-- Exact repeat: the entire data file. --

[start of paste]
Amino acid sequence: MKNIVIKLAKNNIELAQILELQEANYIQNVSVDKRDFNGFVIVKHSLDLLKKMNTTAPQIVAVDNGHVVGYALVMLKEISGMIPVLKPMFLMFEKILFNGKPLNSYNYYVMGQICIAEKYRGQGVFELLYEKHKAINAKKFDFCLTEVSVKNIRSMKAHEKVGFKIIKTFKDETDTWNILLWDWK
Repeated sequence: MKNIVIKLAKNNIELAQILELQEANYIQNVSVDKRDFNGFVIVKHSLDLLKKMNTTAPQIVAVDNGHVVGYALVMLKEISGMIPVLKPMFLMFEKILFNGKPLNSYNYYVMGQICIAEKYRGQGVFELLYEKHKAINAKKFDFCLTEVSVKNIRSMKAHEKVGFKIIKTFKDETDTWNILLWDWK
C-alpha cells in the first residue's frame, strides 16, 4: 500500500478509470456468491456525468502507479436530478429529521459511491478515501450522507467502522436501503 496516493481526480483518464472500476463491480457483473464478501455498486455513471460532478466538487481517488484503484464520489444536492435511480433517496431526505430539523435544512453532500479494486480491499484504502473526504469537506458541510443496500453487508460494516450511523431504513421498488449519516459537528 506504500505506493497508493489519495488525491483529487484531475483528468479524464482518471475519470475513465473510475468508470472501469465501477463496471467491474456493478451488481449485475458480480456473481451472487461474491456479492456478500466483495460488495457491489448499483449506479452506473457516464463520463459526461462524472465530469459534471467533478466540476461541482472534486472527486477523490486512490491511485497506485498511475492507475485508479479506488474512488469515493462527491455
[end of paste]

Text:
Amino acid sequence: MKNIVIKLAKNNIELAQILELQEANYIQNVSVDKRDFNGFVIVKHSLDLLKKMNTTAPQIVAVDNGHVVGYALVMLKEISGMIPVLKPMFLMFEKILFNGKPLNSYNYYVMGQICIAEKYRGQGVFELLYEKHKAINAKKFDFCLTEVSVKNIRSMKAHEKVGFKIIKTFKDETDTWNILLWDWK
Repeated sequence: MKNIVIKLAKNNIELAQILELQEANYIQNVSVDKRDFNGFVIVKHSLDLLKKMNTTAPQIVAVDNGHVVGYALVMLKEISGMIPVLKPMFLMFEKILFNGKPLNSYNYYVMGQICIAEKYRGQGVFELLYEKHKAINAKKFDFCLTEVSVKNIRSMKAHEKVGFKIIKTFKDETDTWNILLWDWK
C-alpha cells in the first residue's frame, strides 16, 4: 500500500478509470456468491456525468502507479436530478429529521459511491478515501450522507467502522436501503 496516493481526480483518464472500476463491480457483473464478501455498486455513471460532478466538487481517488484503484464520489444536492435511480433517496431526505430539523435544512453532500479494486480491499484504502473526504469537506458541510443496500453487508460494516450511523431504513421498488449519516459537528 506504500505506493497508493489519495488525491483529487484531475483528468479524464482518471475519470475513465473510475468508470472501469465501477463496471467491474456493478451488481449485475458480480456473481451472487461474491456479492456478500466483495460488495457491489448499483449506479452506473457516464463520463459526461462524472465530469459534471467533478466540476461541482472534486472527486477523490486512490491511485497506485498511475492507475485508479479506488474512488469515493462527491455